Never apologize for showing feeling.
When you do so, you apologize for the truth.
An old friend of mine used to apologize almost once during every sentence. If she interrupted me, she apologized. If I interrupted her, she apologized. If she asked me for the time, she apologized. If I tripped on her shoe, she apologized.
I found this annoying,and I realized quickly why: I did this, too, and I didn’t enjoy recognizing that.
I’ve noticed that many of us say we’re sorry when it isn’t actually necessary. In my case, it was mostly a people-pleasing tendency–I wanted to be sure I never mistakenly offended or annoyed someone, so that I wouldn’t lose their approval. But this is only one potential cause for rapid-fire remorse.
Psychologist Linda Tillman suggests we may do this to fill gaps in awkward social situations, for example, by saying, “I’m sorry, I didn’t hear you,” instead of asking someone to speak up. We may do this often around certain people who aim to provoke guilt as a way to manipulate others.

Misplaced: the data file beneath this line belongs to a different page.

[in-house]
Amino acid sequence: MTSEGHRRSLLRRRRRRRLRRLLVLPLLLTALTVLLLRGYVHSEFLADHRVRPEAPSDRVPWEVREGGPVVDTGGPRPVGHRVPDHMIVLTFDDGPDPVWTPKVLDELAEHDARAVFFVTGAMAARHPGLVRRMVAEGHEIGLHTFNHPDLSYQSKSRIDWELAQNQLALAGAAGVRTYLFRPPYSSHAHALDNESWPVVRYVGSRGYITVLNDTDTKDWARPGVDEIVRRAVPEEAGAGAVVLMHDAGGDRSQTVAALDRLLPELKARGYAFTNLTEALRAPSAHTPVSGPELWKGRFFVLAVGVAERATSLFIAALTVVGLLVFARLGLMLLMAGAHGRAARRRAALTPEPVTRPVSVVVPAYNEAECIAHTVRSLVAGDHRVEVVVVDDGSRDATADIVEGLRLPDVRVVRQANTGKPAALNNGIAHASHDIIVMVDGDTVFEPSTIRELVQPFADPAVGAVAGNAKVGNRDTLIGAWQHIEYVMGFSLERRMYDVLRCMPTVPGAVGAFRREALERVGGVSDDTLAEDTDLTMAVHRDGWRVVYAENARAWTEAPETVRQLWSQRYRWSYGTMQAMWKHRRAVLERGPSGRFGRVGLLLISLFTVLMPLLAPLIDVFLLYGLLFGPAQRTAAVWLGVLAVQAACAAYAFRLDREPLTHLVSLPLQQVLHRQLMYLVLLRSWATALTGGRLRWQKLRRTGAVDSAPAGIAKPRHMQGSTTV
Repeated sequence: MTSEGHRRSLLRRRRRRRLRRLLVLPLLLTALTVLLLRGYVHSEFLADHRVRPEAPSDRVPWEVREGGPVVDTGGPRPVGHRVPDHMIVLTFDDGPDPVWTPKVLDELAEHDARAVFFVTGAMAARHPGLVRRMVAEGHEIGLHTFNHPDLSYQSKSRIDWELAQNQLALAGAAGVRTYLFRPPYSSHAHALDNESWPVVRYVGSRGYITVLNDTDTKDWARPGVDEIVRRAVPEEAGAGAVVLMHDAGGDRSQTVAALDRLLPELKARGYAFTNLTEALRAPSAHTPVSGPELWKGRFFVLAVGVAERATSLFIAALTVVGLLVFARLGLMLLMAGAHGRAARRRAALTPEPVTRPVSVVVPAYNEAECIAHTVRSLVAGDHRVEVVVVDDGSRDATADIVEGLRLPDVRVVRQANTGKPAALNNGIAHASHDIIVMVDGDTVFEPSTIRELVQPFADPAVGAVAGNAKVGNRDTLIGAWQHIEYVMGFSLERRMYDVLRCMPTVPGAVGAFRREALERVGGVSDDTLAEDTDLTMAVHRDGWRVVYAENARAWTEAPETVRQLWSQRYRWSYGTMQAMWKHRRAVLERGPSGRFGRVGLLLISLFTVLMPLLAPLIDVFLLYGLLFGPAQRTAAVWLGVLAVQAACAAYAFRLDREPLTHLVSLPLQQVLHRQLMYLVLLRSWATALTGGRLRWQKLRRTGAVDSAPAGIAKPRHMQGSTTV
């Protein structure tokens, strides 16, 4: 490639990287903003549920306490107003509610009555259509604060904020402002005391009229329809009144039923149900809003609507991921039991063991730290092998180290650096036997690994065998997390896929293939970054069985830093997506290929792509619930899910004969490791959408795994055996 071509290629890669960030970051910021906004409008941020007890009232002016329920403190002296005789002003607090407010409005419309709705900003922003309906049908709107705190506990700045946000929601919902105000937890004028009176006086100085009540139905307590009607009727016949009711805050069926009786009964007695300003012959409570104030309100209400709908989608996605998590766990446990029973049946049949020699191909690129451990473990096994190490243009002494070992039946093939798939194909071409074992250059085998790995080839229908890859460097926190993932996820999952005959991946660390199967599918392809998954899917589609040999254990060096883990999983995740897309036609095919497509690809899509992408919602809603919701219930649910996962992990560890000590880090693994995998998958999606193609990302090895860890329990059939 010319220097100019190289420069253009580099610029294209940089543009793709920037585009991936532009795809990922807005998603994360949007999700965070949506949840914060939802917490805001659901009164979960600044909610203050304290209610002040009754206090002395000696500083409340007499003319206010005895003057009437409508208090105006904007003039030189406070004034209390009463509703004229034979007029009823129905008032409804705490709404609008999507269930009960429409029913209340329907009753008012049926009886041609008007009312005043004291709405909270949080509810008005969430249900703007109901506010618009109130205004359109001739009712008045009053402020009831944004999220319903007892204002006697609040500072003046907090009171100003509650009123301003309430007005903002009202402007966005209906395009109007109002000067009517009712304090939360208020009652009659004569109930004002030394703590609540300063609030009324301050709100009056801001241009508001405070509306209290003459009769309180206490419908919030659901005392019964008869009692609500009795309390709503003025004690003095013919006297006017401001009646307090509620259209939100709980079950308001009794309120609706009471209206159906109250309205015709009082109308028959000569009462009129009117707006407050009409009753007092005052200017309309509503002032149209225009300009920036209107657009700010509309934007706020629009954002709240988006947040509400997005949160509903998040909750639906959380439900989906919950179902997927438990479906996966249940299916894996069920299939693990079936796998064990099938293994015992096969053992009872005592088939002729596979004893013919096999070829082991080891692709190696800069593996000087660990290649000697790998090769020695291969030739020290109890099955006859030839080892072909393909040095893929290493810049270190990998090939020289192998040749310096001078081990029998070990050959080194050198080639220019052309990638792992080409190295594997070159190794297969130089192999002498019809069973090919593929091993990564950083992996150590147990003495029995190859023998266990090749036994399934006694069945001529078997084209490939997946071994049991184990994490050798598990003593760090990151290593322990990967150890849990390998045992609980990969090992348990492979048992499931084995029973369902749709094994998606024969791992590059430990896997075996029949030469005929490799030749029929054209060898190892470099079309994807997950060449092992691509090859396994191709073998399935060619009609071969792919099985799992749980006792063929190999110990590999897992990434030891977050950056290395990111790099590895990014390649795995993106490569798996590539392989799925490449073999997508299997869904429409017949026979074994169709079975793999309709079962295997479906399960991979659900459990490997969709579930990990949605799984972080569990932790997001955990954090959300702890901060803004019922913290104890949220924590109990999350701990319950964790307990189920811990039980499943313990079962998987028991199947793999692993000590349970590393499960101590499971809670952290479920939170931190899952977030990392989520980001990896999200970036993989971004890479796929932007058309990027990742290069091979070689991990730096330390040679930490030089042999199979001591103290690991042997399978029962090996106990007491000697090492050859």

While we can never know other people’s intentions, we can recognize that our words influence our state of mind–and apologizing when we’ve done nothing wrong needlessly creates guilt and undermines our confidence.
It can also create an imbalance in our relationships, since it tells other people we think we are always responsible for any potential conflict or miscommunication; and also sends the message that we’re more interested in being agreeable than being honest.
We don’t need to always agree with each other. We don’t need to always please each other. And we don’t need to always couch it with contrition when we need something from someone else. That doesn’t mean we shouldn’t apologize when we generally feel we’ve done something wrong. It means it would serve us well to recognize that more often than not, there is no reason for anyone to take blame.
Today if you find yourself apologizing repeatedly, ask yourself, “Did I actually do something wrong?” And if not, “Do I really want to communicate that I think I did?”